Transfection generally refers to the introduction of foreign DNA into bacterial and/or mammalian cells. Transfection is an important tool used in studies investigating gene function and the modulation of gene expression, thus contributing to the advancement of basic cellular research, drug discovery, and target validation. This section provides an overview of different transfection methods, transfection workflow, factors affecting transfection efficient, and protocols.
Related Topics: Posttransfection Analysis of Cells, Instrument-Based Transfection Methods, and Chemical and Viral Transfection.
Transfection can be accomplished using chemical, biological, or physical methods. Common methods include electroporation, the use of a virus vector, lipofection, and biolistics. Many types of genetic material, including plasmid DNA, siRNA, proteins, dyes, and antibodies, may be transfected using any of these methods. However, a single method cannot be applied to all types of cells; transfection efficiencies and cytotoxicity may vary dramatically and depend on the method, cell type being utilized, and types of experiments being performed. Therefore, to obtain high efficiencies, all relevant factors should be considered for planning and selecting the appropriate transfection method.
Successful transfection is usually measured in terms of transfection efficiency and cell viability — the higher the efficiency and viability, the better the transfection. Several important factors, such as the DNA quantity and quality, cell type, cell health, and transfection method (as stated above) affect transfection results. Transfection efficiency, for example, varies greatly with the cell type and its physiological condition prior to transfection. Ideally, the cells should be actively growing, healthy, and free of contamination.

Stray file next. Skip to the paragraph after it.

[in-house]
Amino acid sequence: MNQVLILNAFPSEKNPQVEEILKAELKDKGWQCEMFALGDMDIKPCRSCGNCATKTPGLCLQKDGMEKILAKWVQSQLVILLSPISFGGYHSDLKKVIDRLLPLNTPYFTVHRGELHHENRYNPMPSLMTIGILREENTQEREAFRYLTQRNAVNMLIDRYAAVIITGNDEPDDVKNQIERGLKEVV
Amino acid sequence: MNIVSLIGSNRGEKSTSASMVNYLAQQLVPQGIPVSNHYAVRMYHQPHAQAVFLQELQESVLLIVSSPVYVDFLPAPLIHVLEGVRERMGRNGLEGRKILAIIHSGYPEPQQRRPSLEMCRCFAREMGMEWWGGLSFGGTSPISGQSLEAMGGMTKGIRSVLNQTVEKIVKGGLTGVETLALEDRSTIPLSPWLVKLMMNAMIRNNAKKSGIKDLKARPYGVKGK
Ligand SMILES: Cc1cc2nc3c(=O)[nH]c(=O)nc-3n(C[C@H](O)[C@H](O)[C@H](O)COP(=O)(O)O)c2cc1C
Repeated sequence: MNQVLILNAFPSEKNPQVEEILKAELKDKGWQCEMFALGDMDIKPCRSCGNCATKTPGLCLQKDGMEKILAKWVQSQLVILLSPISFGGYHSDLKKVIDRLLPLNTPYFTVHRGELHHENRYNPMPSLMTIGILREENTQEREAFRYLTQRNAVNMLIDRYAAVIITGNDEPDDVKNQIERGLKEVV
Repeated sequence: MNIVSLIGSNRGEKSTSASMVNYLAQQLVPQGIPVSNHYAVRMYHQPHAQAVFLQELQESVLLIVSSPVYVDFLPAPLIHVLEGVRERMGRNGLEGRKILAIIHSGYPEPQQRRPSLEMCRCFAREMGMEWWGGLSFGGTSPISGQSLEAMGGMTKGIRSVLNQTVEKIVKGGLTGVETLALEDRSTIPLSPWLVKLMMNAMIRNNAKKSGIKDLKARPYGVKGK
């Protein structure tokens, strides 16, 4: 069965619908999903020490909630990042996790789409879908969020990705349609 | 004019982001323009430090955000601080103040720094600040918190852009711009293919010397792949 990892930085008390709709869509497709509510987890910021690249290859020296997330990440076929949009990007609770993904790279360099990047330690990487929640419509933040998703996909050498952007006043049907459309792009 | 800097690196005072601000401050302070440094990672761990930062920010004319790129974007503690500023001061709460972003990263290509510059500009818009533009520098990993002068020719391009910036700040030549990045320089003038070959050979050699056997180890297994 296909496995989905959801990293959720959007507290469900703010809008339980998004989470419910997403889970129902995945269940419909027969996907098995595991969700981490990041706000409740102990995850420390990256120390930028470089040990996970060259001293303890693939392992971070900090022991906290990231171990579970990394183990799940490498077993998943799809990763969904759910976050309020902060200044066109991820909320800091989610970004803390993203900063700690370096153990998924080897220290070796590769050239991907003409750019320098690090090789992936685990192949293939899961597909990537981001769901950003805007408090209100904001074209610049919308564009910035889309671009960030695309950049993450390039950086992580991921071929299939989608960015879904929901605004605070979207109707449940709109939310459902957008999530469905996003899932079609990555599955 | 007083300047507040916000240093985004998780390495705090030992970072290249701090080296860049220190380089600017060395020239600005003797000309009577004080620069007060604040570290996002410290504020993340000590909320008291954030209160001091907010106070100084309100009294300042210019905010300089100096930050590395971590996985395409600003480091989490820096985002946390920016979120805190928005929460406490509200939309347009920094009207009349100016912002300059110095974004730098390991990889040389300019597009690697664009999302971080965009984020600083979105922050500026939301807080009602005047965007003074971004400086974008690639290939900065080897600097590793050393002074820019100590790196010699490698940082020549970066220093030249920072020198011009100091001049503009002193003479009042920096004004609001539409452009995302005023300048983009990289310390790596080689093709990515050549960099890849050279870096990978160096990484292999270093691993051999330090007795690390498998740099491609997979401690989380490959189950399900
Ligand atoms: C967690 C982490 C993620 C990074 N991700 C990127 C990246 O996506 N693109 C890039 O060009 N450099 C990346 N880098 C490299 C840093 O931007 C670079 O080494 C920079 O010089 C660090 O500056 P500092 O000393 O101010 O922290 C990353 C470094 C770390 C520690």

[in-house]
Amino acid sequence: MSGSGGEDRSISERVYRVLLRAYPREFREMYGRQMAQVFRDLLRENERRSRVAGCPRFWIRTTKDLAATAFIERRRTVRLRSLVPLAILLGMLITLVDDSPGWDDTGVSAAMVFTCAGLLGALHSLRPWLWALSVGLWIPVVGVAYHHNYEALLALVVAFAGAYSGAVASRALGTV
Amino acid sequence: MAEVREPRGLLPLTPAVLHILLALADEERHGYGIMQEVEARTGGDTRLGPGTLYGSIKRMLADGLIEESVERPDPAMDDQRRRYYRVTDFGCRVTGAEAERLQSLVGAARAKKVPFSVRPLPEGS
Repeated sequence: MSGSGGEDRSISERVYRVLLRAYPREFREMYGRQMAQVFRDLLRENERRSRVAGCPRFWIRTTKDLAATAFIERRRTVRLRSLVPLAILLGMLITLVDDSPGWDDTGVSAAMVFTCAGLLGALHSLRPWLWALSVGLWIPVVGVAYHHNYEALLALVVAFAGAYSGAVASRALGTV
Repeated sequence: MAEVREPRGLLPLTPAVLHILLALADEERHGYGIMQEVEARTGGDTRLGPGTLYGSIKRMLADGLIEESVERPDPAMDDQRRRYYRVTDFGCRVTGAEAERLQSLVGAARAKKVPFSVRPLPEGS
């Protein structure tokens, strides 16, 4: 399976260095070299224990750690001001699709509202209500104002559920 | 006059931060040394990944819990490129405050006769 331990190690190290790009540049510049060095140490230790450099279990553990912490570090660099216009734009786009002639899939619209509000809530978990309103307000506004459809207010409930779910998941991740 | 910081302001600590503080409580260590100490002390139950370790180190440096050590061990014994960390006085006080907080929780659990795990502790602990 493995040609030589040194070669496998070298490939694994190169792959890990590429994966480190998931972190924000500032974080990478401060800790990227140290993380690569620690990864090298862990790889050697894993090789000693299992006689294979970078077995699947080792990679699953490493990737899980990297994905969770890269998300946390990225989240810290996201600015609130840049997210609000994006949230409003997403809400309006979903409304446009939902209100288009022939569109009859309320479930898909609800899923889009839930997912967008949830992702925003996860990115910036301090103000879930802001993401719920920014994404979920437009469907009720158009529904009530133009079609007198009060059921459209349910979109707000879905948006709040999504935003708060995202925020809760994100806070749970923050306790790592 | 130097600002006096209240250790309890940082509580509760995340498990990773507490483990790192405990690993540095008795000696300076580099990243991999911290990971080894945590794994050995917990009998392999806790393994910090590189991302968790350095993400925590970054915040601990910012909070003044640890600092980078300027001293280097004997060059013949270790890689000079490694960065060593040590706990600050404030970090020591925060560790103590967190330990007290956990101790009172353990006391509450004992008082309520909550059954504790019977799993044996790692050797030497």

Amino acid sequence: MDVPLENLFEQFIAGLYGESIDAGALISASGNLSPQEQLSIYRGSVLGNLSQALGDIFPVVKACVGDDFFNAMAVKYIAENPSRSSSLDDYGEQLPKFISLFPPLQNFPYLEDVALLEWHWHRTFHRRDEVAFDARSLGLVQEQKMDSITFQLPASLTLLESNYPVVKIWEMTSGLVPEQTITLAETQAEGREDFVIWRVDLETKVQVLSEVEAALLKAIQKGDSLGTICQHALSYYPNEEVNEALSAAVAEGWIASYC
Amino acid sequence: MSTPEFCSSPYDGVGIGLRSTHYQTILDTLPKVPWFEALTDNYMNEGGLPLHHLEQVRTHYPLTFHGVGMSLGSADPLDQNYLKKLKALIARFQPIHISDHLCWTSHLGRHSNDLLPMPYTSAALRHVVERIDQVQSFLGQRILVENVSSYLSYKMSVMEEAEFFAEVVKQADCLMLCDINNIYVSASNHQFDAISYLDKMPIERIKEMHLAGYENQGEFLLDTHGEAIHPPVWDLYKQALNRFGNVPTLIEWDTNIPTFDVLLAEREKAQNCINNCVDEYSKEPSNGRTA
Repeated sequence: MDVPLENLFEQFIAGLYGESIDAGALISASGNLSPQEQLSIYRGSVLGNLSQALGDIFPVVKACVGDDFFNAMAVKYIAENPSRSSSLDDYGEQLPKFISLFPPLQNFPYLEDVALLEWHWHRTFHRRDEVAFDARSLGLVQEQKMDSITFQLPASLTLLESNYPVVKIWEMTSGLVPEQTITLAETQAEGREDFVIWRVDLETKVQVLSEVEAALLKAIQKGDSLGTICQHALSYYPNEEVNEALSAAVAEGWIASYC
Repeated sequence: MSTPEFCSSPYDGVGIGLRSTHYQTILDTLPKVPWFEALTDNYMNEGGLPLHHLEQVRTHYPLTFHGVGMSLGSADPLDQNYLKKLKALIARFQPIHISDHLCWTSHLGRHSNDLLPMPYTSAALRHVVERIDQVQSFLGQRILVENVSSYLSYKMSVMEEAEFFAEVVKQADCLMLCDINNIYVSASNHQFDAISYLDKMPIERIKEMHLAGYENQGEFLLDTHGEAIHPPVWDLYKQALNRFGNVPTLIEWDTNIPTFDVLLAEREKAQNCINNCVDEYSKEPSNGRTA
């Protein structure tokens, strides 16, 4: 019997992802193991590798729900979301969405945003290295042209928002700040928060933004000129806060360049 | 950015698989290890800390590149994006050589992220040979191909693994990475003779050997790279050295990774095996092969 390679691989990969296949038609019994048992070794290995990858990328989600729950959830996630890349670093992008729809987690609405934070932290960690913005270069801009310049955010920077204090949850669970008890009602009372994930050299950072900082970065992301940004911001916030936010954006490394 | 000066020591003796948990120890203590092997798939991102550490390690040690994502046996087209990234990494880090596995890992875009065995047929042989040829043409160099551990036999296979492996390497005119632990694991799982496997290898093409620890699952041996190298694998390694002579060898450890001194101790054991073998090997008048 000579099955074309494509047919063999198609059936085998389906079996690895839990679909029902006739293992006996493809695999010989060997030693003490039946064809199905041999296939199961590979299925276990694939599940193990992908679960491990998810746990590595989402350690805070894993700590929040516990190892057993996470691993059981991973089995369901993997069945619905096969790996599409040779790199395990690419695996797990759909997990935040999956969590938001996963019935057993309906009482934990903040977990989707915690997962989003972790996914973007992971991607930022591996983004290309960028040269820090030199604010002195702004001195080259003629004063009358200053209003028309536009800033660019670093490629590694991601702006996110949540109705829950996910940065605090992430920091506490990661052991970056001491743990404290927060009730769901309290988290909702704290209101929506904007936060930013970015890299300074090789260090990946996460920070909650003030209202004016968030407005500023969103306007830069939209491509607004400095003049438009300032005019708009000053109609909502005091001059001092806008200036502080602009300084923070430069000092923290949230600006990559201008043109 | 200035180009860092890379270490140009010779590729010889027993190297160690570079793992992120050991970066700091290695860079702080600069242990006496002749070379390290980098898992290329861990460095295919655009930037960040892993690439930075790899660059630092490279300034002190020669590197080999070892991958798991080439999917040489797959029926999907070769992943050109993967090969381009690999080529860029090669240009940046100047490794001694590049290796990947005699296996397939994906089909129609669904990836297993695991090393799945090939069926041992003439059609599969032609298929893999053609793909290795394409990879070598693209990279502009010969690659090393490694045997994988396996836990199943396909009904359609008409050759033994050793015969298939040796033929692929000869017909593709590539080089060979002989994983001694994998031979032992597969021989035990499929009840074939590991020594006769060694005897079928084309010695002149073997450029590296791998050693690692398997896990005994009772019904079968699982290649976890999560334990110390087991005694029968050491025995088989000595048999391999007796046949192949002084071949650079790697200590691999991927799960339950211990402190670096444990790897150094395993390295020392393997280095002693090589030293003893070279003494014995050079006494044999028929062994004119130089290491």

Another way to present factors impacting transfection results is to consider the entire transfection workflow and the series of key sub-experiments it comprises. Each sub-experiment can significantly affect efficiency and viability. The typical workflow for a transfection experiment is as follows:
Typical workflow for a transfection experiment.
The following table summarizes the factors to consider for efficient transfection:
Cells should be grown in medium appropriate for the cell line, supplemented with serum or growth factors as needed for viability
Transfect cells at 40–80% confluency (cell type dependent)
Number of Passages (cell type dependent)
DNA Quality and Quantity
The transfection protocol online library contains protocols obtained from the literature, developed by Bio-Rad scientists, or submitted by scientists like you. Browse protocols to view our library and find your starting point or submit a protocol by clicking the proper technology.
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